Introducing Brownstoner’s new weekly interview series, The Hot Seat, in which we’ll be talking to folks who work in Brooklyn real estate, development, architecture, and the like. First up is Damon Strub, the founder of Nomad Architecture. The firm specializes in sustainable design and the renovation and adaptive reuse of existing structures. They are currently working on the renovation of 365 Jay Street, among other Brooklyn-based projects.
Brownstoner: What neighborhood do you live in, and how’d you end up there?
Damon Strub: We moved from Lefferts Gardens to Murray Hill in Manhattan about 3 years ago. My wife’s office and my son’s school were there and I was out-voted.
BS: How’d you get started in architecture?
DS: When I was about 8, my mom signed me up for the Big Brothers program. My big brother, Richard Taylor, was an architect and a big influence on me. By the time I was 10, my destiny was set. I started working in his office in 1976, while still in high school and have been at it ever since.
BS: You’re currently in the beginning process of a rehab on 365 Jay. Can you speak a little on rehabbing a landmark and working with the LPC?
DS: We specialize in the restoration and rehabilitation of existing structures in large part because we most enjoy that type of work. I find the forensics fascinating, discovering hidden clues to how the building was originally built and figuring out the history of (often crazy) alterations. Renovation and accommodation of existing conditions allows an aesthetic that is more eclectic and improvised, not so rigid. It’s also very exciting to be able to work with the quality materials and the level of craftsmanship one finds in many historic structures. For 365 Jay Street, working with the LPC has been very beneficial. Without the landmark designation and LPC’s enforcement, it is very unlikely that HPD would have been able to afford the level of renovation that the building deserves. In the end, 365 Jay will look almost identical to its original 1890 appearance, carved brownstone arch and all. We presented a thorough renovation at the LPC commission hearing. They asked us only to make a few minor adjustments, adding prismatic glass to match original at the fire truck entrance doors, for example. So it was pretty smooth sailing.
Click through for details on all the Brooklyn projects Nomad is currently working on, and more…
BS: What projects are you working on in Brooklyn now?
DS: Currently, our four main Brooklyn projects are:
-Renovations to the former Brooklyn Fire Department Headquarters at 365 Jay St to provide 18 units of affordable housing for the Pratt Area Community Council.
-Renovation of the former Greenpoint Hospital Outpatient Clinic in East Williamsburg to create the Greenpoint Renaissance Center for St. Nicks Alliance, a community development corporation.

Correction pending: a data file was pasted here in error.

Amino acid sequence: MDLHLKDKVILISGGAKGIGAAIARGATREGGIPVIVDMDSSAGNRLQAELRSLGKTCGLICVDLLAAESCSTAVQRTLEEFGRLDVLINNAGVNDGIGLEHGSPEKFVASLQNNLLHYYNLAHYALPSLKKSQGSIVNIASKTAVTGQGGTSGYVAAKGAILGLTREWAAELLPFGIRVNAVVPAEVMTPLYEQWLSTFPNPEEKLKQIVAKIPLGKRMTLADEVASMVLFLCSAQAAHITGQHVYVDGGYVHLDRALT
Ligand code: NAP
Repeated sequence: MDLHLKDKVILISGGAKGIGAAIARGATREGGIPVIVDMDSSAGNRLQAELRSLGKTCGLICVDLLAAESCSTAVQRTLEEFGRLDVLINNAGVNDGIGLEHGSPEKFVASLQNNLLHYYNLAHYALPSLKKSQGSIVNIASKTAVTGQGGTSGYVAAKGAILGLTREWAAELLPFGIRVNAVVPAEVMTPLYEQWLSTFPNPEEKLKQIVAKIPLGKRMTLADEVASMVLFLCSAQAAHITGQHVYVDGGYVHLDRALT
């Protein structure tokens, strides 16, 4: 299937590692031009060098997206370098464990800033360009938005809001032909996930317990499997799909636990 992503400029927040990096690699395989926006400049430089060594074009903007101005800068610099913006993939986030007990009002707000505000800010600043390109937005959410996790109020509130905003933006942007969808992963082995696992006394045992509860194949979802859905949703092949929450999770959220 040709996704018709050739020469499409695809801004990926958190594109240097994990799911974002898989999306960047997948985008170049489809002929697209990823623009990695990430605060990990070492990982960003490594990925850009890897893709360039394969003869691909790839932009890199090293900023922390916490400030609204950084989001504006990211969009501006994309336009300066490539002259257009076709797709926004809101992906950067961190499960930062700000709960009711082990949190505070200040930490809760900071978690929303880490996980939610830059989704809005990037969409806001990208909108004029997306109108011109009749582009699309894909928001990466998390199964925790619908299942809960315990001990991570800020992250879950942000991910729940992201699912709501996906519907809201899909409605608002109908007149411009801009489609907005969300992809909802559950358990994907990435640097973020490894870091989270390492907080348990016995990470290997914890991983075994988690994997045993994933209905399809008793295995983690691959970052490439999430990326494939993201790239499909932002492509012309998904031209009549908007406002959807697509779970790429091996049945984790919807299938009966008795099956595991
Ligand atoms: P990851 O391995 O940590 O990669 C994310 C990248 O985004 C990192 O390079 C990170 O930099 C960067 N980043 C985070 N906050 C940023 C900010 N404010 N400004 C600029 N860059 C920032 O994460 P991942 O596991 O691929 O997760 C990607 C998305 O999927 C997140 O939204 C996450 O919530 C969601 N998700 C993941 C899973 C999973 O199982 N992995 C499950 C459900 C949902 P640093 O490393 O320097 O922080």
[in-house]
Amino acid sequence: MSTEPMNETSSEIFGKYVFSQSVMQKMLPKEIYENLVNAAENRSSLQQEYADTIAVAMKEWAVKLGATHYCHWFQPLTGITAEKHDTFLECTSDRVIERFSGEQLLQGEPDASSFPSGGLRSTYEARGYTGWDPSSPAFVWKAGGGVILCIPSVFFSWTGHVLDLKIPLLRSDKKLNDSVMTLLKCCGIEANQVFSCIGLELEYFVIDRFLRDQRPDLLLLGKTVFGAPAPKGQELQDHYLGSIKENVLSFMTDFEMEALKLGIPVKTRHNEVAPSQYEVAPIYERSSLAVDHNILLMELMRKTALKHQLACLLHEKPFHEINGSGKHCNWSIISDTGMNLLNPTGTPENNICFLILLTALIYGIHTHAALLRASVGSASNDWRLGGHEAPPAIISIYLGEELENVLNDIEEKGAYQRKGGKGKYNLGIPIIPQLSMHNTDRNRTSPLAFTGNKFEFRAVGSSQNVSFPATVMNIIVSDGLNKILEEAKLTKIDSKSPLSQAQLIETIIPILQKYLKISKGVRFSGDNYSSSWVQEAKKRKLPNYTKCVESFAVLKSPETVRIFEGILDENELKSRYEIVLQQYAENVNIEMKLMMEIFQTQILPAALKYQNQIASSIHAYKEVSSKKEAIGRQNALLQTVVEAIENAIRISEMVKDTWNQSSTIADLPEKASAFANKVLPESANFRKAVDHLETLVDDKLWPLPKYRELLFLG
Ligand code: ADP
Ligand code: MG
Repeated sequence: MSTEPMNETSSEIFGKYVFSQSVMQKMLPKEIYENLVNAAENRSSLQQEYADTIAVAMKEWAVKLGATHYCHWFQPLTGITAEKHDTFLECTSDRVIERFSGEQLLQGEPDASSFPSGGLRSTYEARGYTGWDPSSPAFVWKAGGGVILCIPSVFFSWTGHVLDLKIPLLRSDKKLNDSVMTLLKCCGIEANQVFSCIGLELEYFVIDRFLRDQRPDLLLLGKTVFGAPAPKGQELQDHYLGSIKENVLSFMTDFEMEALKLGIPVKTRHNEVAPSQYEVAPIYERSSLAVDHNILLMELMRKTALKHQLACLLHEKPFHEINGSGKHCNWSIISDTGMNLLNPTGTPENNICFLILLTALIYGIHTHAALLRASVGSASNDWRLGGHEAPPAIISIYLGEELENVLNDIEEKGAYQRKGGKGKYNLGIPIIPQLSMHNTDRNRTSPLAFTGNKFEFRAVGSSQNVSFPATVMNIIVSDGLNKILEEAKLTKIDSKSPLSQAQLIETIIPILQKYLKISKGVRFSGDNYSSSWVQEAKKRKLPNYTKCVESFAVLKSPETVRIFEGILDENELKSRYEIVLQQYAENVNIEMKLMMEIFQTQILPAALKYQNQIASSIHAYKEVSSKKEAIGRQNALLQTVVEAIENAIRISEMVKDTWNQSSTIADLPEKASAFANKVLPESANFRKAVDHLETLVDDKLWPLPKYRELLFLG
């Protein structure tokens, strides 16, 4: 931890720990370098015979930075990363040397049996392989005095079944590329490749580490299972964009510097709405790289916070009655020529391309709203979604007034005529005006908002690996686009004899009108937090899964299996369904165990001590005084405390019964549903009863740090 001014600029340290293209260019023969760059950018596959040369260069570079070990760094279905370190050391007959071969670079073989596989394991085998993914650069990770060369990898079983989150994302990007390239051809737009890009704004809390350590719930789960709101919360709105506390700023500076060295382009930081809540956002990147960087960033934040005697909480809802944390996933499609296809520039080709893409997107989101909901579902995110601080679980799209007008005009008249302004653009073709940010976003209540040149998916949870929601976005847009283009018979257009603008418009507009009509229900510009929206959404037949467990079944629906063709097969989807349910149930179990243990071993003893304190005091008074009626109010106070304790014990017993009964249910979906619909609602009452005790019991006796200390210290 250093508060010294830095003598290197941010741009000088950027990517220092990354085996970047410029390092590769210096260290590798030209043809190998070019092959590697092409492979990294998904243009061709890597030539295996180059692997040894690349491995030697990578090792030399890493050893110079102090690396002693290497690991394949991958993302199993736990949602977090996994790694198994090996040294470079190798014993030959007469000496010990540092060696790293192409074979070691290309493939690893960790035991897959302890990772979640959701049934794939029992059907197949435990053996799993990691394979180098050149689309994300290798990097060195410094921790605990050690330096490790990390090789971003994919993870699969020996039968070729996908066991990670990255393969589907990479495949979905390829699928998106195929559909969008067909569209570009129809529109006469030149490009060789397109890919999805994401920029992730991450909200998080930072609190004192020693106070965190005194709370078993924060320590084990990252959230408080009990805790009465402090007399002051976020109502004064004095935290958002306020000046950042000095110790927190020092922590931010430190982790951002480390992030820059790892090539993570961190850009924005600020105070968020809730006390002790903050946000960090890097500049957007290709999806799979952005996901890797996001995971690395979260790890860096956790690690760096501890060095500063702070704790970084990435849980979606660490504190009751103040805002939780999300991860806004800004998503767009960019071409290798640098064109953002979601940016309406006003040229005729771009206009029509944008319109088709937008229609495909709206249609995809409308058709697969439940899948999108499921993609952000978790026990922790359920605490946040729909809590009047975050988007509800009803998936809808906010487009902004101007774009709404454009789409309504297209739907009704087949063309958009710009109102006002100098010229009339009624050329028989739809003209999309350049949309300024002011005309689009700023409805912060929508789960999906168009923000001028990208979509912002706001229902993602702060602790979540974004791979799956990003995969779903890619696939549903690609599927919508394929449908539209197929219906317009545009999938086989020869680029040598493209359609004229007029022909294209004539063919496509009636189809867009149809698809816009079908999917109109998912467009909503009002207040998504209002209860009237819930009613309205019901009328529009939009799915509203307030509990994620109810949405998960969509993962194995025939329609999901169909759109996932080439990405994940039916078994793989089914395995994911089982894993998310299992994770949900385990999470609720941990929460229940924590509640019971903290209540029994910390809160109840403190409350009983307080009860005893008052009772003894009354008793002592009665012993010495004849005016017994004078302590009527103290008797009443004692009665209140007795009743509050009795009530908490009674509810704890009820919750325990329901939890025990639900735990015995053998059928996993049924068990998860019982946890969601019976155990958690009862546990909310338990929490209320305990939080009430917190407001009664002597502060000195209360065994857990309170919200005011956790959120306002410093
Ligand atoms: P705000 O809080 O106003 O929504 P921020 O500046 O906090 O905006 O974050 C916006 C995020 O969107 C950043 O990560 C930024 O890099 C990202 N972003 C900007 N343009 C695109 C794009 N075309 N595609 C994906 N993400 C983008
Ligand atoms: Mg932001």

-Renovation of 270 Pulaski Street in Bedford Stuyvesant for St. Nicks Alliance.
-A 500 sq. ft. rear yard addition to a wood framed single family row house at 212 18th street in Park Slope. (We designed an addition to 210 18th a few years ago. It’s interesting to do two projects side by side)
Greenpoint Renaissance Center
270 Pulaski St. is a 66 unit, HUD sponsored affordable housing project constructed in 1974. It has pretty poor energy performance, looks like an East German prison and is more or less worn out after 37 years of use. We find this a very exciting challenge. And if we can figure it out here, there are many more buildings around Brooklyn in similar need.
BS: You also work on architecture for affordable housing developments. Are there limitations to designing affordable housing? If so, how do you look past those limitations to improve the design and living space of affordable housing complexes?
DS: Well shortage of funds is probably the main limitation. The funding agencies justifiably spread their very tight resources as thin as possible. It takes some creativity to prioritize within the budget constraints. And multi-family housing in New York State is still governed in part by the requirements of the Multiple Dwelling Code. It was written back in the 1930s and is quite antiquated. I think it still has a chapter on back yard privies. Housing development (affordable or otherwise) would benefit from a modern rewrite of that code. In terms of design, sometimes a bit of funding constraint can be a good thing; it encourages creativity. And, there is a lot to be said for a simple, understated clean modern design. We don’t regret not having the budget for a lot of swoops and showy flourishes.
BS: And, finally, your favorites: What’s your top Brooklyn neighborhood; fave new development; and property on the market that you like the most?
DS: Well, if I had to pick one neighborhood, it would be Fort Greene/Pratt. I like the diversity of people, the remnants of a gritty industrial past and the funky feel of streets like Myrtle Ave.
I am afraid I don’t get too excited about any of the luxury residential developments that have sprung up like mushrooms around Brooklyn. The Icehouse at 1028 Dean built by Big Sue LLC is probably my favorite development although it’s not exactly a new development by now. Although technically in Queens, the Brooklyn Grange rooftop farm is high on my list. Roberta’s Pizza is also great. The house built by Michelle Bertomen and David Boyle out of discarded shipping containers at 351 Keap Street is pretty exciting very innovative.